The legislation also includes regular monitoring and strict checks to ensure compliance by gatekeepers. In the event of a breach, the European Commission will have the power to impose severe sanctions, as well as bans on specific behaviors. Specifically, it will be empowered to impose fines of up to 10% of global annual sales in the event of proven non-compliance with the new regulations, and up to 20% in the event of a repeat offence. It will also be able to impose penalty payments of up to 5% of its total worldwide daily sales.
What is a “gatekeeper” according to the European Commission?
The DMA regulation focuses specifically on companies that act as gatekeepers at the Internet entrance. These players, whether based in Europe or elsewhere, have a significant impact on the internal market. They serve as major access points for end-user companies seeking to reach their customers, and they hold a solid, sustainable position.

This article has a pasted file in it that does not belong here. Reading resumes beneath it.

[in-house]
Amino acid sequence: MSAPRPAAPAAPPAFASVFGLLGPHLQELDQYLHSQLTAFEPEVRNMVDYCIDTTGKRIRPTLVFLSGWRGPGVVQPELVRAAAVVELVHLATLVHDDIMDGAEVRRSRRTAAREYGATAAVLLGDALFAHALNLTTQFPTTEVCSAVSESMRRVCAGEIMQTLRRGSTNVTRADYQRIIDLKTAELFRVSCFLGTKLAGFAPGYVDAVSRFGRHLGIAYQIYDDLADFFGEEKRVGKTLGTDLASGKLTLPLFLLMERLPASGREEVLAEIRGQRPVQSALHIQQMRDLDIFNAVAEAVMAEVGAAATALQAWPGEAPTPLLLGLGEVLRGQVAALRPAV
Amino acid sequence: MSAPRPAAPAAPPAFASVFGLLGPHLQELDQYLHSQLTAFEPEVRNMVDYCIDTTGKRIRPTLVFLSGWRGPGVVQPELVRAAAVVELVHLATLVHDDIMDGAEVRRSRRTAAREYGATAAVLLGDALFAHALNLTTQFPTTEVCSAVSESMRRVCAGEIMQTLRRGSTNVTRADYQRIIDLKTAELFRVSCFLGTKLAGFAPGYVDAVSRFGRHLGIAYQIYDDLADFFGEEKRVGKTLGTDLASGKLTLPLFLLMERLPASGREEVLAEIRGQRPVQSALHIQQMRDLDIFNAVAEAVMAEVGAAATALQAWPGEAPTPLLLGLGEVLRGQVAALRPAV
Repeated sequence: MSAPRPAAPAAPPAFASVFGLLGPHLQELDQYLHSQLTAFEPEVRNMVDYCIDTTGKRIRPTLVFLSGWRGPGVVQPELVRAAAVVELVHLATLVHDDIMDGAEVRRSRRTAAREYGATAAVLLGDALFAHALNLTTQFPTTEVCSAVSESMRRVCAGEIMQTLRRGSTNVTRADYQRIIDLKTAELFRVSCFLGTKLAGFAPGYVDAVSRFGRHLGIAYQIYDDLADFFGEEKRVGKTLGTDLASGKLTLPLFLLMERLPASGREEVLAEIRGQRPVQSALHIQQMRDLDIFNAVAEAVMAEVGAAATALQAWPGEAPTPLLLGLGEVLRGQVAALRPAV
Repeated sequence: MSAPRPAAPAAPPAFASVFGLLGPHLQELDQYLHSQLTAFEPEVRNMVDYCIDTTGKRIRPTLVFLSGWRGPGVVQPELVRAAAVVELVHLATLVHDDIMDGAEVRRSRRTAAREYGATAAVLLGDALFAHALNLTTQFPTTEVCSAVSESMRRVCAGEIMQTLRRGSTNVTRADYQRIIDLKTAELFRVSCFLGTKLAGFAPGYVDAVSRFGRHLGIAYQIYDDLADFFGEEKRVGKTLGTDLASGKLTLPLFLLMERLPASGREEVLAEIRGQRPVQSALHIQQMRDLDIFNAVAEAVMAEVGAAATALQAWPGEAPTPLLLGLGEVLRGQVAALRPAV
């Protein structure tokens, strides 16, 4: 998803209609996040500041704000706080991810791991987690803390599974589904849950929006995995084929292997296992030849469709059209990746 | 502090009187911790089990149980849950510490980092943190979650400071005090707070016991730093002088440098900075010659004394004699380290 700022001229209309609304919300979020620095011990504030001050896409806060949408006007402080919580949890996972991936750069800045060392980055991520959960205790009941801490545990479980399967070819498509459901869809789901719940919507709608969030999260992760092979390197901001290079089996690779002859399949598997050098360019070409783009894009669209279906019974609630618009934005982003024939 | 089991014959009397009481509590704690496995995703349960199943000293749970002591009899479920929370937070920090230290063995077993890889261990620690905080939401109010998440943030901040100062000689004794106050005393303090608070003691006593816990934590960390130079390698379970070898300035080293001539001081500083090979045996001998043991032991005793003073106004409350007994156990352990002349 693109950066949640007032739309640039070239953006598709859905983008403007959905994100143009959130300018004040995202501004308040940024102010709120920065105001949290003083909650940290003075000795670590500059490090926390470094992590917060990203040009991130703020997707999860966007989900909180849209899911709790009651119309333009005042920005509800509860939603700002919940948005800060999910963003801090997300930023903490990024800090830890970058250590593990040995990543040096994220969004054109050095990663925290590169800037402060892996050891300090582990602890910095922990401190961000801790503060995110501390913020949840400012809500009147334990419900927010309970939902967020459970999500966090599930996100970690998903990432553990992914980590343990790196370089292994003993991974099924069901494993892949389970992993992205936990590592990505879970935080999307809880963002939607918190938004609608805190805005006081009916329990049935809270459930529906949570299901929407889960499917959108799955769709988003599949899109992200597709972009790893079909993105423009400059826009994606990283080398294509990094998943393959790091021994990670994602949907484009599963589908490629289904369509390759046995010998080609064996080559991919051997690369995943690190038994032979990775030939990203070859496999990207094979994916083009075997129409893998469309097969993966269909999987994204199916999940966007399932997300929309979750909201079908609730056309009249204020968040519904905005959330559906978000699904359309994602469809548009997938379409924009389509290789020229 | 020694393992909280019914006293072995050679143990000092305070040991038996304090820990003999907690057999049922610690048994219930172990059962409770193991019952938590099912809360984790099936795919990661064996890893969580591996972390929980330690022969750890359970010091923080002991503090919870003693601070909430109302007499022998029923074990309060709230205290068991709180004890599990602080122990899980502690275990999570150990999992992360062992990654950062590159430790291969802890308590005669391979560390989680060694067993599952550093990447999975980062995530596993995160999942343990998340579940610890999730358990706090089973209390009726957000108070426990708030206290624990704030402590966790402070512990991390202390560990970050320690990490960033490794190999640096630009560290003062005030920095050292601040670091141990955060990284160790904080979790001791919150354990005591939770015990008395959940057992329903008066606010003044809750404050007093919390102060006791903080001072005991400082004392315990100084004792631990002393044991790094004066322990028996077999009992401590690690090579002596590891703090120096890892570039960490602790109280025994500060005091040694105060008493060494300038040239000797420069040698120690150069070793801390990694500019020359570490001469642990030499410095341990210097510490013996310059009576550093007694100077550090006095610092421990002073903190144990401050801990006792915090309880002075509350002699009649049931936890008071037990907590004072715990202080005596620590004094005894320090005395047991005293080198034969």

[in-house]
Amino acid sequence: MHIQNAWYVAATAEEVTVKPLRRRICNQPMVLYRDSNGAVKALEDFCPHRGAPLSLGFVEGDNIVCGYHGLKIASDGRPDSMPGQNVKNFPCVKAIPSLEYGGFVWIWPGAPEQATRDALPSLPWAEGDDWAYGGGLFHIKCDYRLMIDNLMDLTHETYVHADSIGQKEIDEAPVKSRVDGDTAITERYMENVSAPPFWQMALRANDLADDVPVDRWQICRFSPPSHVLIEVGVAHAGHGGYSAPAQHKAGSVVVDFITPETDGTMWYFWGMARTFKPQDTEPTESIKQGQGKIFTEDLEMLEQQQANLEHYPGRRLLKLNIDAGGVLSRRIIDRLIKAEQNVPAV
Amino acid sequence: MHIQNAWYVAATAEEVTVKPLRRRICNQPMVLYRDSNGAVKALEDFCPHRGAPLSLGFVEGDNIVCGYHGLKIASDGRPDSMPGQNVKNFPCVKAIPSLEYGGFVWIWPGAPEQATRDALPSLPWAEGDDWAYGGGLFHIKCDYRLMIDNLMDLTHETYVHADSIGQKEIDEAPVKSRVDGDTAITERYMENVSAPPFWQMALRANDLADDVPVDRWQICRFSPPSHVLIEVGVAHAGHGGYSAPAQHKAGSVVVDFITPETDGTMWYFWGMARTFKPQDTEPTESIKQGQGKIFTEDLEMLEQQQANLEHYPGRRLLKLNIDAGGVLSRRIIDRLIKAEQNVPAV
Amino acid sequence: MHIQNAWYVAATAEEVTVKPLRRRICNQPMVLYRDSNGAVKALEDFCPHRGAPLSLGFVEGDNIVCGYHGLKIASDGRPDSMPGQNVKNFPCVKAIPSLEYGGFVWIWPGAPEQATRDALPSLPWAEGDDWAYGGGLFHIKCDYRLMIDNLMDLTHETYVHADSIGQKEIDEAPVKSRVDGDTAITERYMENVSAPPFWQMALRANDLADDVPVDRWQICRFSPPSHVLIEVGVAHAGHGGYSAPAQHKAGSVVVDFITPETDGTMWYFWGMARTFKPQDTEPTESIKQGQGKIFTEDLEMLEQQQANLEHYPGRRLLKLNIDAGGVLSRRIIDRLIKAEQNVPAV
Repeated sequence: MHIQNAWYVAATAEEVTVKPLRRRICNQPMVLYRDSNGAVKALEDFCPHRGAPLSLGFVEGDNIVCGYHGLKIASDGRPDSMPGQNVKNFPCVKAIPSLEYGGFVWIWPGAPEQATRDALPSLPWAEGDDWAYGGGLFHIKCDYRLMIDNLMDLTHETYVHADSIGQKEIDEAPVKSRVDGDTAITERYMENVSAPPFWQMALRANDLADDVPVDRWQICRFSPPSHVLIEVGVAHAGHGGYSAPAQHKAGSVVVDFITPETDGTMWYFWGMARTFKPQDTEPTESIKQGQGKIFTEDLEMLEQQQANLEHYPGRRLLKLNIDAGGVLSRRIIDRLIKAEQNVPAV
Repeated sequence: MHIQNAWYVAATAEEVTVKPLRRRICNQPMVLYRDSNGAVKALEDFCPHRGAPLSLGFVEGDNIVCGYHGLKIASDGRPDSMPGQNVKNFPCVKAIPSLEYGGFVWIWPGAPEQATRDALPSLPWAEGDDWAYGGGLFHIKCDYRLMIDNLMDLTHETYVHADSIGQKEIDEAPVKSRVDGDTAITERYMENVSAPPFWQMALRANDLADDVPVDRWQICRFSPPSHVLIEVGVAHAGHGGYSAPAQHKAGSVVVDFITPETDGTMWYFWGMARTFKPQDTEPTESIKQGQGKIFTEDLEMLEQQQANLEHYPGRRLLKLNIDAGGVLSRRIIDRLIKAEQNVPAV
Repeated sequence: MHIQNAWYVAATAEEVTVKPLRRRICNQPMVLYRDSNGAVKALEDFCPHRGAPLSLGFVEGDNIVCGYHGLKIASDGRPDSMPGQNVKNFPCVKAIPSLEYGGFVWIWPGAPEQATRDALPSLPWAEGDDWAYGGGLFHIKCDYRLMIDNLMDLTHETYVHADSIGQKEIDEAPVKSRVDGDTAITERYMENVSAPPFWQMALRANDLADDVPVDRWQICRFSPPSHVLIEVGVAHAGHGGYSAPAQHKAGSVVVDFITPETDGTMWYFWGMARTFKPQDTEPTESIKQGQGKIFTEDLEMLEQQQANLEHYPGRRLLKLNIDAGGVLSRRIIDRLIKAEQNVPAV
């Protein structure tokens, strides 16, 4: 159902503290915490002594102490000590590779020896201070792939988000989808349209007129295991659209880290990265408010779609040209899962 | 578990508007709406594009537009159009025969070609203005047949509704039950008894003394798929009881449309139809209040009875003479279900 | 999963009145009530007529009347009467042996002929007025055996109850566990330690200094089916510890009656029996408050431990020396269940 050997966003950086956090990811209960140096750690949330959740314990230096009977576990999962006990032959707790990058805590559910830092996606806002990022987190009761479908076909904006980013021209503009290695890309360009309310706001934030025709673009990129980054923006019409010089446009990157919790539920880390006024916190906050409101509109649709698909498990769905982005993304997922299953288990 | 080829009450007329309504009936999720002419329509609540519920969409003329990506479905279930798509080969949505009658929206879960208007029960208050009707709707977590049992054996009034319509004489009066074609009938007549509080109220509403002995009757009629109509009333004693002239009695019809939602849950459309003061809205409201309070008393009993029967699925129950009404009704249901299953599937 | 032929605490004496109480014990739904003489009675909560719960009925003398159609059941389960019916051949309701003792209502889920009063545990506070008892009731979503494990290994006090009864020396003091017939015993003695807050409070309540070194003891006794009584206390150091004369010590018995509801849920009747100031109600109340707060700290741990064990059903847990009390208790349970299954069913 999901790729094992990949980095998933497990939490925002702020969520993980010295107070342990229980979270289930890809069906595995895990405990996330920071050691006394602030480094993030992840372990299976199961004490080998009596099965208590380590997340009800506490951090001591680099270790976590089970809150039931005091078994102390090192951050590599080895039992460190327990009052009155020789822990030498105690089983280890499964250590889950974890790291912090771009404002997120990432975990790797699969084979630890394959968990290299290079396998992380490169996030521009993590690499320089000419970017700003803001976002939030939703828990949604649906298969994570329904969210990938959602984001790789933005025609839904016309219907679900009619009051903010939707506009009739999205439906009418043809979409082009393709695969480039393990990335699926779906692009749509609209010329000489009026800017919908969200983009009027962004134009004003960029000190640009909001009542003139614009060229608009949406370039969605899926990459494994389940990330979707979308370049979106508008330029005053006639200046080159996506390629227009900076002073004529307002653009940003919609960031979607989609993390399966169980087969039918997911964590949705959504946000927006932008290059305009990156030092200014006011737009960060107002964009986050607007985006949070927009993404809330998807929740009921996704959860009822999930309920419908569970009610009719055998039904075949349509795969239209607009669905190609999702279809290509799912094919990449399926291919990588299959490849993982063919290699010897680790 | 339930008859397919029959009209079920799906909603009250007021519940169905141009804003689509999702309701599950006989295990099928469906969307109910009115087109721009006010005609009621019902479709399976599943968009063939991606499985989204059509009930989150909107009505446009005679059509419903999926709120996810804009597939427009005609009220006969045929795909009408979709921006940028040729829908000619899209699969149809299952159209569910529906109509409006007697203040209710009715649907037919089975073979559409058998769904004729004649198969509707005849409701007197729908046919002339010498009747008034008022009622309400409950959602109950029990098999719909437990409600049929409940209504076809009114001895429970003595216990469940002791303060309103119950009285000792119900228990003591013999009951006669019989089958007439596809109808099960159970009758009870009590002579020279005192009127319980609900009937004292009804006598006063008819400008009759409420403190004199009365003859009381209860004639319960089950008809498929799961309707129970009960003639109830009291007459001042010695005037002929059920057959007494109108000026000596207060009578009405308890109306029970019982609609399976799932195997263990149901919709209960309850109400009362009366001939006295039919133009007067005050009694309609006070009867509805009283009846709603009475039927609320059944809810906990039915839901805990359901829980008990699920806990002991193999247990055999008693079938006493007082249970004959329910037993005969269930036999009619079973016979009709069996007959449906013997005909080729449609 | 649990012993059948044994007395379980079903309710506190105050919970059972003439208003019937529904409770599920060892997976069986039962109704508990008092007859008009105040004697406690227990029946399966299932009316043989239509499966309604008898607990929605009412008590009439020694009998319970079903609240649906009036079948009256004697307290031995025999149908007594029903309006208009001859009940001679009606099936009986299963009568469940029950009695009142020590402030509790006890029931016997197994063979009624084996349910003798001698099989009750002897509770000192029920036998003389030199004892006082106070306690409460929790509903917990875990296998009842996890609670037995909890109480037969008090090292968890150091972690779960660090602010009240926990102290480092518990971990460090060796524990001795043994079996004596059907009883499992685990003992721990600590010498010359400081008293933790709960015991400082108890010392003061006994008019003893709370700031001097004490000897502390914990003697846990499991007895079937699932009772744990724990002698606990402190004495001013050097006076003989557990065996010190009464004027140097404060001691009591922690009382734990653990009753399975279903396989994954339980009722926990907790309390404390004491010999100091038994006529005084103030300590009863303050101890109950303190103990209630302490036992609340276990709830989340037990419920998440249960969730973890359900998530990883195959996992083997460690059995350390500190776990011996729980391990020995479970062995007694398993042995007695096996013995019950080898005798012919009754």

Here are the official criteria:
- They offer one or more essential platform services in at least three European countries.
- They have very high sales or market valuation (several billion) over the last three years.
- They have more than 45 million users in the European Union per year over the last three years.
Companies meeting these criteria had until July 2023 to identify themselves to the European Commission. The latter officially designated six companies as gatekeepers in September 2023: Alphabet, Amazon, Apple, ByteDance, Meta and Microsoft. It is also able to designate companies that do not meet all these thresholds but are deemed too hegemonic according to certain criteria. The companies concerned will be able to contest this decision.
What does the DMA mean for your hotel?
Potential impact on the hotel digital ecosystem
This regulation should enable hoteliers to better control their online distribution and negotiate fairer terms with platforms. It will also bring unprecedented changes to the DMA’s requirements for gatekeepers, with as yet unmeasurable consequences for the hotel industry.
The obligations and prohibitions applied to gatekeepers may have several beneficial consequences for your hotel: